Sun, Moon, and Sky

💬 Comments

In August of last year we lost our much loved appaloosa, Sun. He was a singular presence around our home. He preferred not to be touched but didn’t mind being close. He often had a grumpy demeanor, but showed great affection for our other appaloosa, Moon. During the day he would wander far afield, preferring time alone with Moon to being around goats or people. But, in the mornings and evenings he was vocal about timely meals, even to the point of walking up to the front door and huffing to let us know he was ready to eat.

We hadn’t had Sun for very long, about six months. We bought him for one dollar from a closing cattle ranch where he chased the cows and was a trail horse, going on rides through the stark beauty of the high New Mexican desert. This was his retirement, and as such we gave him some leeway to laze about on his own. Last summer he came down with colic, a common and sometimes fatal condition. Horses colic for a wide variety of reasons, and we aren’t sure why Sun did. When he died we were all heartbroken, but none more so than Moon. Horses are herd animals and need the company of other horses. She spent several days pacing the fence near the road waiting for him to return.

We wanted to find another horse for Moon, but our budget didn’t have extra money for buying horses. So we waited. In January of this year, my wife Stella found a listing for a pinto colt who was bound for a kill pen. Stella was able to get generous support from her community and we brought home Sky a few days later.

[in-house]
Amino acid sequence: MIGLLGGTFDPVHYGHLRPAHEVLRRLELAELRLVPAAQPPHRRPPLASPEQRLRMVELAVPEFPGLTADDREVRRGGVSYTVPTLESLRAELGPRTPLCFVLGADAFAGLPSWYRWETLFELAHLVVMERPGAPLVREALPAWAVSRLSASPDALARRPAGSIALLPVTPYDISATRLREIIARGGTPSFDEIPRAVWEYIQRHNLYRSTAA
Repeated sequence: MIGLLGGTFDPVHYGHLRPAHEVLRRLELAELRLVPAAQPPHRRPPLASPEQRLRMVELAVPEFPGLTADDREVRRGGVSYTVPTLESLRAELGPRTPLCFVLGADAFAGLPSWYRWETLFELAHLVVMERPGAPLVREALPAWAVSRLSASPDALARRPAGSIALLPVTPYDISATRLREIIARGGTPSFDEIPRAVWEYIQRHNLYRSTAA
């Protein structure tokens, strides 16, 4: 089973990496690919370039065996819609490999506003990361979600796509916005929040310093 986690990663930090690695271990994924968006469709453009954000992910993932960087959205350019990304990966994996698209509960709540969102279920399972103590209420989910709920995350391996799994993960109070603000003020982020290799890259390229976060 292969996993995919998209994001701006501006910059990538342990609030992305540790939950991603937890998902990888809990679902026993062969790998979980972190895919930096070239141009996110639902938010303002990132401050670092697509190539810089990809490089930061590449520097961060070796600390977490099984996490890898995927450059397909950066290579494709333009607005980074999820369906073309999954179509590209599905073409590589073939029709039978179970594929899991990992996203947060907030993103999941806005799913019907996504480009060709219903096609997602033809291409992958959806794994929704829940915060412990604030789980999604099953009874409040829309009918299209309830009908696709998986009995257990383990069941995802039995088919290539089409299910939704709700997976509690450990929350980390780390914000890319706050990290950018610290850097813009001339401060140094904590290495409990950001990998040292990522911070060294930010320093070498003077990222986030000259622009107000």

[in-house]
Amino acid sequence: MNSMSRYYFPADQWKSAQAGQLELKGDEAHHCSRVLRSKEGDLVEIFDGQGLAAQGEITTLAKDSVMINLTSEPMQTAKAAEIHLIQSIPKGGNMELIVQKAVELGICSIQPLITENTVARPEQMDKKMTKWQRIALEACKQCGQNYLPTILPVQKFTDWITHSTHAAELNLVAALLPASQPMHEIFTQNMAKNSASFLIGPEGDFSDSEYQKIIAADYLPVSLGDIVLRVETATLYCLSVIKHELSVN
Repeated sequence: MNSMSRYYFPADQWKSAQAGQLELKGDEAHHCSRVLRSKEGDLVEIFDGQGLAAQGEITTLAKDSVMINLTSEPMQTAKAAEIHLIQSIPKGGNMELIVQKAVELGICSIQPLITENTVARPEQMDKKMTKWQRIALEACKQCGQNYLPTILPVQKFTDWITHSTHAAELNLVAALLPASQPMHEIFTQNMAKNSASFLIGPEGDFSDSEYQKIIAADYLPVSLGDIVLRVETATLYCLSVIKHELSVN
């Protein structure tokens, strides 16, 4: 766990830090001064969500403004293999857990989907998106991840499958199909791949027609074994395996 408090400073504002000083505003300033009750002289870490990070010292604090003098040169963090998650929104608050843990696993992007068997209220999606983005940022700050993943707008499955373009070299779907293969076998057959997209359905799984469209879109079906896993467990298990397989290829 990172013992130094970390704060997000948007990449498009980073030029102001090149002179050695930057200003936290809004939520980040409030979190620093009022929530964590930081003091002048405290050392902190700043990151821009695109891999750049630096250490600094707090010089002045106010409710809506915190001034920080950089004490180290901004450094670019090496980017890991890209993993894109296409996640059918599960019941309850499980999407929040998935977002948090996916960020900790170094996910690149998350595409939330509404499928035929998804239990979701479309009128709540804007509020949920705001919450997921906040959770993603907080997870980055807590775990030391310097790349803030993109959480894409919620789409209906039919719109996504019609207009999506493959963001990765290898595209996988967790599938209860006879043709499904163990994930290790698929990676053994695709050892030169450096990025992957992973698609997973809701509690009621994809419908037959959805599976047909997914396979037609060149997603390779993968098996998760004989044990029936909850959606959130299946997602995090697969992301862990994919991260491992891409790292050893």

The mood around the barn changed immediately. Where Moon was visibly down before, she now had piqued curiosity and excitement. Sky had to be quarantined from Moon for a while as he acclimated to our home and as a precaution against any illness he might have. But when Sky and Moon were able to finally be together, both horses were elated. Sky ran laps around Moon, who soaked it all in.

When we’ve had a loss, when we’ve moved, when things change, it can be jolting. Endings can leave us deflated, adrift, and with a sense that how things are now is how they will always be. Those feelings are understandable and valid. Not knowing what’s next is unsettling.

The hope of Easter isn’t that we won’t ever feel alone, adrift, or unsettled. It’s that in Christ we are new creations and “everything has become new!” (2 Corinthians 5:17). Christ is with us in our despair and loss, not glossing over those but joining us in our sorrows, healing us, and making us new. We will carry the scars of our loss like Jesus carries the scars of the cross. As we move from one place to another, we can have hope in the newness of Christ.

About the Painting

The Appaloosa, Baby Pinto, and the Bluebird
Earth and mineral pigments and oil on cotton canvas
Stella Maria Baer

Learn more about Seth & Stella.

Thank you! Your submission has been received!
Oops! Something went wrong while submitting the form.